“On energy, I’ve been told she listens very carefully to Kwasi Kwarteng,” said Sam Hall, director of the Conservative Environment Network. Kwarteng has “shown he believes in net zero,” Hall added. “And he correctly analyzed the current energy crisis as a gas crisis – and that the way out is to turn off the gas faster.”
Truss’ personal opinions remain unclear. During the current leadership campaign, she has given little indication that she was indeed “an environmentalist before it was fashionable,” as she told the Conservative Environment Network in a green manifesto that did not describe much in terms of green politics.
More importantly, as Chief Secretary to the Treasury in the final days of Theresa May’s administration, she would have opposed the 2050 net zero target and the UK’s hosting of COP26. A former cabinet colleague said: ‘She’s going to be largely indifferent to the environment [as PM]because that romantic part of the conservative movement, which is significant, does not spring up within it.
But if Truss ultimately decides that beating Russian President Vladimir Putin means building local industry that provides stable, affordable energy, then she may not need to be a net zero evangelist to deliver the net zero goods. That is certainly what green Tories, climate advocates and Whitehall officials are hoping for.
“I’m confident that the pressure of this winter — and probably the next two winters in terms of high energy bills and fears about energy security — will drive a lot of this transition,” Hall said.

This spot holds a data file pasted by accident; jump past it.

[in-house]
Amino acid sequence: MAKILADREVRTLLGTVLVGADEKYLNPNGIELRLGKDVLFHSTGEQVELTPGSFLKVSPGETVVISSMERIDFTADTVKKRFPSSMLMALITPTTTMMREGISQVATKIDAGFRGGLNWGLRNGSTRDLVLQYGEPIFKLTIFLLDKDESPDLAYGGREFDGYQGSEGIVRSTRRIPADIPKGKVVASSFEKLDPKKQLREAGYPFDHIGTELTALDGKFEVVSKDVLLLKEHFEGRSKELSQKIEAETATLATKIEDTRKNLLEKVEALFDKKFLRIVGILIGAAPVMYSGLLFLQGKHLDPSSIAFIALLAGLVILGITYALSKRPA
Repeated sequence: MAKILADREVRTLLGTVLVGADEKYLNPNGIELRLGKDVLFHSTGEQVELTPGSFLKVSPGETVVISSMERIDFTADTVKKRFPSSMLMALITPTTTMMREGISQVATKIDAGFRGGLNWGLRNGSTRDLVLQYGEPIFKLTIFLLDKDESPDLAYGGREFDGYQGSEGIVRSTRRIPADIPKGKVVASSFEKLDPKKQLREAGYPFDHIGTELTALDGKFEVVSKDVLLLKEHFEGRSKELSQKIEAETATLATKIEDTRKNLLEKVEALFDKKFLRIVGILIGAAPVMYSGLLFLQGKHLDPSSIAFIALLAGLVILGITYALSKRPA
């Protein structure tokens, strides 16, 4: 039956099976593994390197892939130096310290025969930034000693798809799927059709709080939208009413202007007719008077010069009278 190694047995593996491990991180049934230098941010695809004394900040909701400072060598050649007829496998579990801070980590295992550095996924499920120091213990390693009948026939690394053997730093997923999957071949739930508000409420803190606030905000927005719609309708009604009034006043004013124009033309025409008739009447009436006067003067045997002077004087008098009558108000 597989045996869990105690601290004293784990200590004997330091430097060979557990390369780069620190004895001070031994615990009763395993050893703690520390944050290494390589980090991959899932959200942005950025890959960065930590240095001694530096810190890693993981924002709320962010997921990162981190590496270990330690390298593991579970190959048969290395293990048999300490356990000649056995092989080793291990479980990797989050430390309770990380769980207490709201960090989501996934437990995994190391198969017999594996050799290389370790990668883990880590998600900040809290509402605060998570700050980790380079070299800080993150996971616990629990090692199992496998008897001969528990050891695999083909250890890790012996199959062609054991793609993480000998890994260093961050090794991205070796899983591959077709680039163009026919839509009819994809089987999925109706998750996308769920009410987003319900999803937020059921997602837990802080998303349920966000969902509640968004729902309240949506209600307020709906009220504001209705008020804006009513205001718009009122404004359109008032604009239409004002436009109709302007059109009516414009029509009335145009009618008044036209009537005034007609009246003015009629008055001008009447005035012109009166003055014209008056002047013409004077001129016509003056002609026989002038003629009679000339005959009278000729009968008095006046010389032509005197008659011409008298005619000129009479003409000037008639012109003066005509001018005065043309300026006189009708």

The pressure of skyrocketing bills is not the only climate policy hurdle the presumptive prime minister will have to navigate in his first months in office, however.
The UK still holds the UN climate presidency – handing it over to the Egyptians at the start of COP27 on November 6 – and Truss’s government will come under immediate pressure from developing countries to offer funding for the clean energy, climate protection and damage repair.
Then, two days into COP27, the Department of Leveling, Housing and Communities must make a highly symbolic decision on whether to grant permission for Britain’s first new coal mine in a generation.
And another key milestone looms in March next year, when the UK government is ordered by the High Court to submit an updated version of its strategy to achieve net zero emissions by 2050. Court order, analysts say, will require submission of additional data on how the strategy actually works.
The Climate Change Committee (CCC), an independent body that advises the UK government on climate policy, has been scathing about the strategy’s multiple shortcomings. In particular, the committee said the window was rapidly closing for the UK to decide how it would retrofit millions of buildings to make them more energy efficient, replace gas heating systems in homes and reform the farming system. to reduce methane production.
If she’s serious about net zero, Buckland said, Truss will have no choice at this point but to lay out a real long-term plan.
‘If this document doesn’t include a set of new commitments’ or at least more detail on how Britain can actually become carbon neutral, he said, it will be a ‘real test of credibility’. “.